On his new album, “The Big Fix,” Raleigh, N.C.-based singer-songwriter Steve Hartsoe taps the Americana and British Invasion wellspring that nourished his formative musical years in the San Francisco Bay Area. The former AP journalist delivers a diverse mix of rootsy songs about love, loss and languor, propelled by gritty guitars, strained vocals and groove-tight rhythms.
From the opening rocker “Salt and Wine” to the closing Dawes-flavored modern folk of “SLO (California),” the songs fit together because the writer has been around a while and experienced the crucible of life — lost jobs, death, wayward family members and birth.
Those experiences translate into a refreshing honesty throughout the album. Or, as one writer sees it: “Steve Hartsoe sings with the conviction of a nomad bleeding his heart dry, performing for anyone from the side of a boxcar,” attests writer Richard Murray from POW Magazine in San Francisco.
“It’s been too long since we’ve heard Americana this genuine. Inspired by Tom Petty and Ryan Adams, Steve Hartsoe is full of melodic spirit and gruff guitar lines. Like a firm handshake and a warm smile, this song makes a great first impression” (Milk Crater).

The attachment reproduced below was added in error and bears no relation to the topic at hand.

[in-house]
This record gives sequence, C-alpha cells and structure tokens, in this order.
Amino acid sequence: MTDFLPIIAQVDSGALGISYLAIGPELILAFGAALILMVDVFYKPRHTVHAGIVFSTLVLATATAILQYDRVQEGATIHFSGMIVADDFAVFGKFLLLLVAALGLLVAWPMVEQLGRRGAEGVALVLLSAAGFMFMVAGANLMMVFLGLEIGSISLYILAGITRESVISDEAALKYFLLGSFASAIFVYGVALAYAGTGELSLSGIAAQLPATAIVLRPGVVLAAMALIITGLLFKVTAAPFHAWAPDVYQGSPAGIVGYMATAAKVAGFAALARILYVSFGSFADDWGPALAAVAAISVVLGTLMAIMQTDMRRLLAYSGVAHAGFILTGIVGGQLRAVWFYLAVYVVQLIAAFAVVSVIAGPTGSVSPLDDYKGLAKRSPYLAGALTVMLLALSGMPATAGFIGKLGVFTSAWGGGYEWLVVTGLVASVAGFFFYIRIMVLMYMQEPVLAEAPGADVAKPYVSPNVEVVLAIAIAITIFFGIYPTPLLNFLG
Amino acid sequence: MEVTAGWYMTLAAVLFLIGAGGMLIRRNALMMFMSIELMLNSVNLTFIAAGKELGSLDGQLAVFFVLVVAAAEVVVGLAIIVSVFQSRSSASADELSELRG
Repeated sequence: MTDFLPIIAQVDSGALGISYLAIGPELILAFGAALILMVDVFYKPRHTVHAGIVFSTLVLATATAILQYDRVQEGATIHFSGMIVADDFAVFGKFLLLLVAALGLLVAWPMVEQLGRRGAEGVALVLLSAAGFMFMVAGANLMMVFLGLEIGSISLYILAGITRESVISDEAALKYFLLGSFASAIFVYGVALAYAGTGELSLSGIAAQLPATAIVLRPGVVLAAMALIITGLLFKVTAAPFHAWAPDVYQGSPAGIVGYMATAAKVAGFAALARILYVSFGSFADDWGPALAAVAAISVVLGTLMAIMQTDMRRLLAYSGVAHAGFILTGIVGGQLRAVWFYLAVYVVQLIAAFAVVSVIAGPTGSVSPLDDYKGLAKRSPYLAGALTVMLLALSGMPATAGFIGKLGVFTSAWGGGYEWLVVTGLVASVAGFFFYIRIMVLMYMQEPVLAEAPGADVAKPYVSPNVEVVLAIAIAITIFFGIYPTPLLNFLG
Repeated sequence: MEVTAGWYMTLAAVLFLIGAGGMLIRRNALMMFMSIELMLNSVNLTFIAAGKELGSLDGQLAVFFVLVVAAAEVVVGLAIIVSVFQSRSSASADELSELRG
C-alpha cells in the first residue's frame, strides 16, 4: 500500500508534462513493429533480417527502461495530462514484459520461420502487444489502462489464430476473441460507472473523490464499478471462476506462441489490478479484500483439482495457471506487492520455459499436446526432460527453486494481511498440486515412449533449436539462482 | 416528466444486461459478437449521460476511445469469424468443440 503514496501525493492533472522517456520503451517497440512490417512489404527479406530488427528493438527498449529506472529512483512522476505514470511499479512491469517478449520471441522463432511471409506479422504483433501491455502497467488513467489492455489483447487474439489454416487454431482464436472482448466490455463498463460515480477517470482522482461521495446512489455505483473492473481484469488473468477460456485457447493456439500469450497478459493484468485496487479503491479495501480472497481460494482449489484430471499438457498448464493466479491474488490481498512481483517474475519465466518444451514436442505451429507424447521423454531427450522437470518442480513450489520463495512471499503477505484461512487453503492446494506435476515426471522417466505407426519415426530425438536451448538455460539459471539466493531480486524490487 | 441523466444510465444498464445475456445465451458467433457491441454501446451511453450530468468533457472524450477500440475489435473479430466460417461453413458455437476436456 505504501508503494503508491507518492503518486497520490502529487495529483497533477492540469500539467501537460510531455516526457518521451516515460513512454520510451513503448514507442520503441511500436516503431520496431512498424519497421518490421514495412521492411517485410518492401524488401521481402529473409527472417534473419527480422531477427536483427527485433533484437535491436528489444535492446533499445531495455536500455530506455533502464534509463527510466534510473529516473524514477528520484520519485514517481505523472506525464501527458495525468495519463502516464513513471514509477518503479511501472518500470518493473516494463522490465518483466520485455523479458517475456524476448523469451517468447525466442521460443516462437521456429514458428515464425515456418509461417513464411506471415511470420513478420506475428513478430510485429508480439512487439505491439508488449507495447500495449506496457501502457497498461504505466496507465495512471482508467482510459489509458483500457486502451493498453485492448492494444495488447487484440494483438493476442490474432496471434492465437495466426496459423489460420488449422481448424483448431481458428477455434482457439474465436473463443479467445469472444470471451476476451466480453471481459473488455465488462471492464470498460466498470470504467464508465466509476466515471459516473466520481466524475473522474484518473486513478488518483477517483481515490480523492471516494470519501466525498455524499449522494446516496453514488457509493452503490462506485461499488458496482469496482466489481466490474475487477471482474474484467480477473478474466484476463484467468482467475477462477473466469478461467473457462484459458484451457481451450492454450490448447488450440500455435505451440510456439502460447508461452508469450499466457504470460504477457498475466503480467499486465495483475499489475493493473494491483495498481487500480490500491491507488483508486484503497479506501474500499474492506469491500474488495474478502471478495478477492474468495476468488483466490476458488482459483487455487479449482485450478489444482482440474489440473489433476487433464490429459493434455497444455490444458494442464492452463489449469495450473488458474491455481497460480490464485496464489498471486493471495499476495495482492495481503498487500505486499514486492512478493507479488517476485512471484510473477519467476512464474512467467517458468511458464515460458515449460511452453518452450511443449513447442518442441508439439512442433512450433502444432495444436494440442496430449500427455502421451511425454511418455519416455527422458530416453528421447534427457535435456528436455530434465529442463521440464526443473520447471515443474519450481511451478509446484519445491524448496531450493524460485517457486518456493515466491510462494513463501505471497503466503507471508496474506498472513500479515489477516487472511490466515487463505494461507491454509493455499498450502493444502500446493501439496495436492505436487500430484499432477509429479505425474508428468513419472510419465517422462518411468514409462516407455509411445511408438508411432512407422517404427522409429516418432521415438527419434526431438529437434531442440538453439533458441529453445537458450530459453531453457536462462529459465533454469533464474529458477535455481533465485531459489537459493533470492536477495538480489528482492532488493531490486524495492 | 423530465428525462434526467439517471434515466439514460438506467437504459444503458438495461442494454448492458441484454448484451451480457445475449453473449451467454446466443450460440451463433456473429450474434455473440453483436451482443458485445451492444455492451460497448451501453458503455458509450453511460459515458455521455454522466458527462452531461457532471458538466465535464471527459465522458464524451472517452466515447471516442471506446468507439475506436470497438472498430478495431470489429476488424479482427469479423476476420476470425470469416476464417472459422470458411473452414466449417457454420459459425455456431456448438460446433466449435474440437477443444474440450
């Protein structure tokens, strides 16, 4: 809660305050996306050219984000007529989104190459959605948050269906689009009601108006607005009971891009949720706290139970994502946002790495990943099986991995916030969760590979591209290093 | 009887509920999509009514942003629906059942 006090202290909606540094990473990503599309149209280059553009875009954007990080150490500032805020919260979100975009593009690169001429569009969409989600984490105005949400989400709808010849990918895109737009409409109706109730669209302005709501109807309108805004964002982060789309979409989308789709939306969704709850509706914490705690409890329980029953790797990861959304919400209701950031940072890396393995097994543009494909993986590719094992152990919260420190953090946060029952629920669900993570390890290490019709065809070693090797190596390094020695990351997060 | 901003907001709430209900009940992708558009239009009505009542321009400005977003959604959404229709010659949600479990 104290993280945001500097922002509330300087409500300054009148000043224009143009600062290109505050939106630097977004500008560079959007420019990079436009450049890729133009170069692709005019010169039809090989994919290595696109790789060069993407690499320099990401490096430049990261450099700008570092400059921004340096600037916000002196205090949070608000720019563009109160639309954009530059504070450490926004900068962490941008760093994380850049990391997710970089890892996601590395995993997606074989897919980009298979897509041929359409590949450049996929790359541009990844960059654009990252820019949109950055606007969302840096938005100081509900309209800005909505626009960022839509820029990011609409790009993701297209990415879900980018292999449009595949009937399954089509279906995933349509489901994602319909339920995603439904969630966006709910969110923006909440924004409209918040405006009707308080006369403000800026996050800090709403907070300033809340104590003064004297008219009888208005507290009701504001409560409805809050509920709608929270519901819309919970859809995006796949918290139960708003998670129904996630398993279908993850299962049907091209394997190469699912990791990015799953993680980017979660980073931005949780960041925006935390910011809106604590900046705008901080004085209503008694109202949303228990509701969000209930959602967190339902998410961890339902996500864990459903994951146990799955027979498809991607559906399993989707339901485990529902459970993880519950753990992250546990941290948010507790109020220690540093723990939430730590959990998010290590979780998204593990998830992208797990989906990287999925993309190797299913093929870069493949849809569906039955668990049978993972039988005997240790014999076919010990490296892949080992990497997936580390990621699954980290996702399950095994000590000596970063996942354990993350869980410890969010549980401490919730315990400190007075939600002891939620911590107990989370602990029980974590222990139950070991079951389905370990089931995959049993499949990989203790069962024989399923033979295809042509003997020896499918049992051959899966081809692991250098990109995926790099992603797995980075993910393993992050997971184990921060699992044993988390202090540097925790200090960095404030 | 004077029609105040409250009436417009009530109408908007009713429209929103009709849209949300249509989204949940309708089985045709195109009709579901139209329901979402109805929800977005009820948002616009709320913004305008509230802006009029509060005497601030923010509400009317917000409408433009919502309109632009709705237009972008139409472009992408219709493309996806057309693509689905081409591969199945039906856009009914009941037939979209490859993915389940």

Hartsoe honed his musical skills fronting an alternative rock band in the San Francisco area in the 1980s and ‘90s while sharing the bill with such notable artists as Chris Isaak, Todd Rundgren, Mudhoney, Young Fresh Fellows and, later as a solo artist, with Dan Vickrey (now of Counting Crows).
San Jose-based London Down (later, The Raging Marys) released two critically acclaimed albums, charted in France and toured from Portland to Santa Barbara. After the band’s demise, Hartsoe began playing as a solo artist at clubs, cafes and churches around central and northern California.